Editor's note: Ruben Navarrette is a CNN contributor and a nationally syndicated columnist with the Washington Post Writers Group. Follow him on Twitter: @rubennavarrette.
By Ruben Navarette, CNN Contributor
(CNN) - The scoreboard was clear.
Winner: 11-year-old Sebastien De La Cruz, "El Charro de Oro" (the golden horseman) who became a national story after he sang the national anthem at Game 3 of the NBA playoff series between the San Antonio Spurs and Miami Heat and showed a lot of a talent, heart and class.
Losers: The haters and racists who - displaying a lot of ignorance - hid behind the anonymity of Twitter to spew venom and attack the little guy because they thought that no one dressed in a mariachi outfit was certified American enough to sing "The Star-Spangled Banner."
ere's a sample:
"This lil Mexican snuck in the country like 4 hours ago now he's singing the anthem" - Francois@A2daO
"Who dat lil #Wetback sangin the national anthem at the #Heat game????" - TJ THA DJ@Tj_Tha_Dj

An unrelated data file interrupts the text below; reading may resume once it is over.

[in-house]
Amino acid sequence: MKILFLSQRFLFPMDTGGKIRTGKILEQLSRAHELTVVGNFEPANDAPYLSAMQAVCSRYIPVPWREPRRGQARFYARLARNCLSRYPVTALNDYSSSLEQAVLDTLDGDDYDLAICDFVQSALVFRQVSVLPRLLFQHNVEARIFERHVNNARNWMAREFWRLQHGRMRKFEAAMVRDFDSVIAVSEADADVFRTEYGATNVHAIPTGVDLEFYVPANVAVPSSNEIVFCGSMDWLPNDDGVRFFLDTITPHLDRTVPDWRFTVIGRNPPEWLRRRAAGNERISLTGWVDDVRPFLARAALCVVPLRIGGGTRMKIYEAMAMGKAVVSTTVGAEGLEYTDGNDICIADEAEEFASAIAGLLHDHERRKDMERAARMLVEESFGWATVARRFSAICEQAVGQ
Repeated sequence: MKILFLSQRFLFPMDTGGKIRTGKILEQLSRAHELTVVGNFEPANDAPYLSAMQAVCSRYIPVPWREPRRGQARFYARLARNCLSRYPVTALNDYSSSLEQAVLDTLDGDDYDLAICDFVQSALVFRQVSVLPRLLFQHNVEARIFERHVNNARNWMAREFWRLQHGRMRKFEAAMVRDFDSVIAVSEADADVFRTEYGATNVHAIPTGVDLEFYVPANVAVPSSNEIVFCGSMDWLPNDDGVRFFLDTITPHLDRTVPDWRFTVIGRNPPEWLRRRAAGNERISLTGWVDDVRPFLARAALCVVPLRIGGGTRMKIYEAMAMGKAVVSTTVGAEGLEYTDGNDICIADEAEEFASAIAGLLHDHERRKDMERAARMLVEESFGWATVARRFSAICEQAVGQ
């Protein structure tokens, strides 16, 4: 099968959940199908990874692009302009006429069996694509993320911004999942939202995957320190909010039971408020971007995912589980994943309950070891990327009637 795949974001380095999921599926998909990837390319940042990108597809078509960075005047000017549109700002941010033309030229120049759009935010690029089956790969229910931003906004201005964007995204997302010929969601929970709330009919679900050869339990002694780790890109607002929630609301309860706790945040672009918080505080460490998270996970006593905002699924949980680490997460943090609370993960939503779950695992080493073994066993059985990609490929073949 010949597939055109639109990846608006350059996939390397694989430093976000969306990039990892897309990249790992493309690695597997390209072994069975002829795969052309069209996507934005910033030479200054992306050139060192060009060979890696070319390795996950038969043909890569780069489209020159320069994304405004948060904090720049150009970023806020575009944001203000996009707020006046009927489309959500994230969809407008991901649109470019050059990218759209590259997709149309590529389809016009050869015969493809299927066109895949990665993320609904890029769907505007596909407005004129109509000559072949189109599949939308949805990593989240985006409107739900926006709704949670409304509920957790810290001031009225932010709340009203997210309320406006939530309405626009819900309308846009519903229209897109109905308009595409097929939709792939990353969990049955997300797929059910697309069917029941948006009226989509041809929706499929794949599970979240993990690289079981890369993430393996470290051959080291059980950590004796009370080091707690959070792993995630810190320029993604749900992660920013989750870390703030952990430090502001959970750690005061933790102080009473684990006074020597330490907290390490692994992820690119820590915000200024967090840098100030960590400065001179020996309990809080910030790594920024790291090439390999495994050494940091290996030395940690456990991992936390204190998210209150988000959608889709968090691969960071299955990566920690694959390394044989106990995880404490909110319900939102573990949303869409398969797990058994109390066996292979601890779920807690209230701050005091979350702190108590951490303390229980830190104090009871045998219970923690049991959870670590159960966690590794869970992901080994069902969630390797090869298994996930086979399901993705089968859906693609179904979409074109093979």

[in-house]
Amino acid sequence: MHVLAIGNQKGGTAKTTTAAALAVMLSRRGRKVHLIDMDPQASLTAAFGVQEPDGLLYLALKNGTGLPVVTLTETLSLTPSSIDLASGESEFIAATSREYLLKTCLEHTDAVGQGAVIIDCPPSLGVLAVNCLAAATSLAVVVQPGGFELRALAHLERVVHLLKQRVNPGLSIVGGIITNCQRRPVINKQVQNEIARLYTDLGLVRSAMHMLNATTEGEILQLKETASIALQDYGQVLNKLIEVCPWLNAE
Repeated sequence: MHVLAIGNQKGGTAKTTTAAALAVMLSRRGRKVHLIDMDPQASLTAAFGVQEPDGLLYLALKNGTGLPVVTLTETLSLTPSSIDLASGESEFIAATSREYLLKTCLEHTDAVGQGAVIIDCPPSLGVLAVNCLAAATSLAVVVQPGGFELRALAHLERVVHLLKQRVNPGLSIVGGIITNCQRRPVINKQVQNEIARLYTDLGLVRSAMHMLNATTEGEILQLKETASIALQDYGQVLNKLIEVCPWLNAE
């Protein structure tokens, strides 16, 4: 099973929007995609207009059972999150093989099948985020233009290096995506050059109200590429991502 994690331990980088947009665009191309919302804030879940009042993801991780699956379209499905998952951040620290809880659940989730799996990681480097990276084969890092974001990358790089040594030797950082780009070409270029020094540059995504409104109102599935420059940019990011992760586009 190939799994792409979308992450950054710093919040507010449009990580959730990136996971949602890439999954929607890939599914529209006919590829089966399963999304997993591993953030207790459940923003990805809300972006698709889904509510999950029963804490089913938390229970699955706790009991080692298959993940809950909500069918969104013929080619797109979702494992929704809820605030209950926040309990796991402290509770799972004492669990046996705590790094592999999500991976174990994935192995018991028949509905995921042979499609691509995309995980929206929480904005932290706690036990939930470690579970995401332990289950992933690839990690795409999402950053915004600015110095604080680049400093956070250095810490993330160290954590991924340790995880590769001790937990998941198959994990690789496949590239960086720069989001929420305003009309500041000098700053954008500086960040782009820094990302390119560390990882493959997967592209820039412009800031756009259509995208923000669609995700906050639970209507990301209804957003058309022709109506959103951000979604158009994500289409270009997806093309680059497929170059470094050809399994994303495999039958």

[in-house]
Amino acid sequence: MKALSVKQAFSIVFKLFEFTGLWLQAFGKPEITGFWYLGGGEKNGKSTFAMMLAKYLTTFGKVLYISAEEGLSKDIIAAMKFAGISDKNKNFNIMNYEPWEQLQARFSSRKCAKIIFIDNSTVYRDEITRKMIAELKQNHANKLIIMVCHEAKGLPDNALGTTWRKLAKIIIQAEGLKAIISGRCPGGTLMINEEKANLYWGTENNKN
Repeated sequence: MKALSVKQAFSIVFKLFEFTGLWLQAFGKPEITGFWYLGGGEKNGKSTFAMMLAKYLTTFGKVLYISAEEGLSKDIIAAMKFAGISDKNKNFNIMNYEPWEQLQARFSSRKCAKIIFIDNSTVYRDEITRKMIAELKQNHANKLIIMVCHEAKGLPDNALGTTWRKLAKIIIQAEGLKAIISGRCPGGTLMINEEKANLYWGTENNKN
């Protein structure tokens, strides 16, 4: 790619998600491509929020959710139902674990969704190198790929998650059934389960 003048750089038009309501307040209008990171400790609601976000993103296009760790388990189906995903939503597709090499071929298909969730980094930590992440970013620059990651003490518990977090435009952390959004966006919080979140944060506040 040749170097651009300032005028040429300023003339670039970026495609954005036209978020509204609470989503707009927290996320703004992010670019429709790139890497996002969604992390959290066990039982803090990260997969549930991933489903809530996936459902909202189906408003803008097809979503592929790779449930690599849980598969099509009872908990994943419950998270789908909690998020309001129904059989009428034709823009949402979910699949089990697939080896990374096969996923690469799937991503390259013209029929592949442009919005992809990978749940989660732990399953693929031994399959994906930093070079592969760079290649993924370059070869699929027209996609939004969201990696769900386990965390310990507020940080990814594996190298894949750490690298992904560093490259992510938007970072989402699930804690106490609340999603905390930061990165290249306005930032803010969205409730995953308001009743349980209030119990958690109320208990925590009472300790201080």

"Can't believe they had the nerve to have a beaner sing the national anthem of AMERICA #smh" - THE_GREAT_WHITE@bdub597
"Is this the American National Anthem or the Mexican Hat Dance? Get this lil kid out of here" - StevenDavid@A1R_STEVEN
"So illegal aliens can sing The National Anthem @ games now?" - Mr.CheckYaDm@DJ_BMONEY
What does it mean to be an American anyway?
By Ruben Navarrette, CNN Contributor
San Diego (CNN) - Former Wyoming Sen. Al Simpson knows a thing or two about passing landmark immigration reform. My friend and former graduate school professor did it in 1986 with the Immigration Reform and Control Act, which he co-authored with former Rep. Romano Mazzoli.